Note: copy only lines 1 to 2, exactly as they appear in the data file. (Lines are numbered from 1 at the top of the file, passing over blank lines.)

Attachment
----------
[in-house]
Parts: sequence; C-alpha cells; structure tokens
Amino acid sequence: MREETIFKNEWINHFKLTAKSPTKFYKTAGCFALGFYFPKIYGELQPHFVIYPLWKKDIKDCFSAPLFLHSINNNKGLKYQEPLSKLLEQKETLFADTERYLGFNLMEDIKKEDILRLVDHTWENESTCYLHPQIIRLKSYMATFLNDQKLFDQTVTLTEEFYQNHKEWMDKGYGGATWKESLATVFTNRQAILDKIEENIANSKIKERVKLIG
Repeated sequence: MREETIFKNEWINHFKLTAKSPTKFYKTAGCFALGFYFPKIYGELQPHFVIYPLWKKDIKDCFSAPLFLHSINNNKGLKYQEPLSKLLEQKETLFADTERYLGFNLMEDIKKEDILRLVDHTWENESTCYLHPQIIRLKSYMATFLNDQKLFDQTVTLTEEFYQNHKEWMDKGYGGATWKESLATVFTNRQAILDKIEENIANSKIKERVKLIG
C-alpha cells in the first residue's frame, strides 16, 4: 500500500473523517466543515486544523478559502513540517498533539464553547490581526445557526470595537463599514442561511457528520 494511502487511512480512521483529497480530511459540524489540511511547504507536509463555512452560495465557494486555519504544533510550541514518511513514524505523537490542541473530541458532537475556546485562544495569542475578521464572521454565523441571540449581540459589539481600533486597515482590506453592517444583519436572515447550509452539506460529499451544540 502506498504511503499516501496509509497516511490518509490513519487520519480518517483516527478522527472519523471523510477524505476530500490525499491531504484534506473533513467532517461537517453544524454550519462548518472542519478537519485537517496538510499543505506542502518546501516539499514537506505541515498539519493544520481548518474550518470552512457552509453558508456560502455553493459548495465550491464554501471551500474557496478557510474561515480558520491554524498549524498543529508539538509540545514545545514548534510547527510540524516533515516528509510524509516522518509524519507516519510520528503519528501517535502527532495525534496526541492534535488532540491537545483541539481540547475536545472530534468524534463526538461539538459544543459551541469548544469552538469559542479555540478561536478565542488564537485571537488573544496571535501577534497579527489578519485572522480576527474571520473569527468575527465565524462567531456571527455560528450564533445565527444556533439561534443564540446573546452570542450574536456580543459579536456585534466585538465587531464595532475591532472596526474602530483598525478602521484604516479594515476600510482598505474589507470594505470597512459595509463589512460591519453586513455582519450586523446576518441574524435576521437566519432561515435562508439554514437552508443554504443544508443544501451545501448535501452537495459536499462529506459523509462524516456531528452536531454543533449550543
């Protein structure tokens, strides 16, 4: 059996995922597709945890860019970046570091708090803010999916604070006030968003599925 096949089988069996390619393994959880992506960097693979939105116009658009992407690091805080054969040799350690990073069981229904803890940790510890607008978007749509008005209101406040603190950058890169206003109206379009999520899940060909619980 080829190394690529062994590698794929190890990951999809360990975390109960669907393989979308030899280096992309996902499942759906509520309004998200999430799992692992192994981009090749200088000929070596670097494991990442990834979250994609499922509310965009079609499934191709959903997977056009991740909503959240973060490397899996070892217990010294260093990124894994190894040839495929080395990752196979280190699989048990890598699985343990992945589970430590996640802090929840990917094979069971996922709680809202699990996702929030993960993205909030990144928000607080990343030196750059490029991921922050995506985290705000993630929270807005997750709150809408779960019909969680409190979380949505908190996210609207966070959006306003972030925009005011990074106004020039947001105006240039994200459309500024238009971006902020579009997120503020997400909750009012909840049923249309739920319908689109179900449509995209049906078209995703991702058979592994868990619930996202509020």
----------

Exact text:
[in-house]
Parts: sequence; C-alpha cells; structure tokens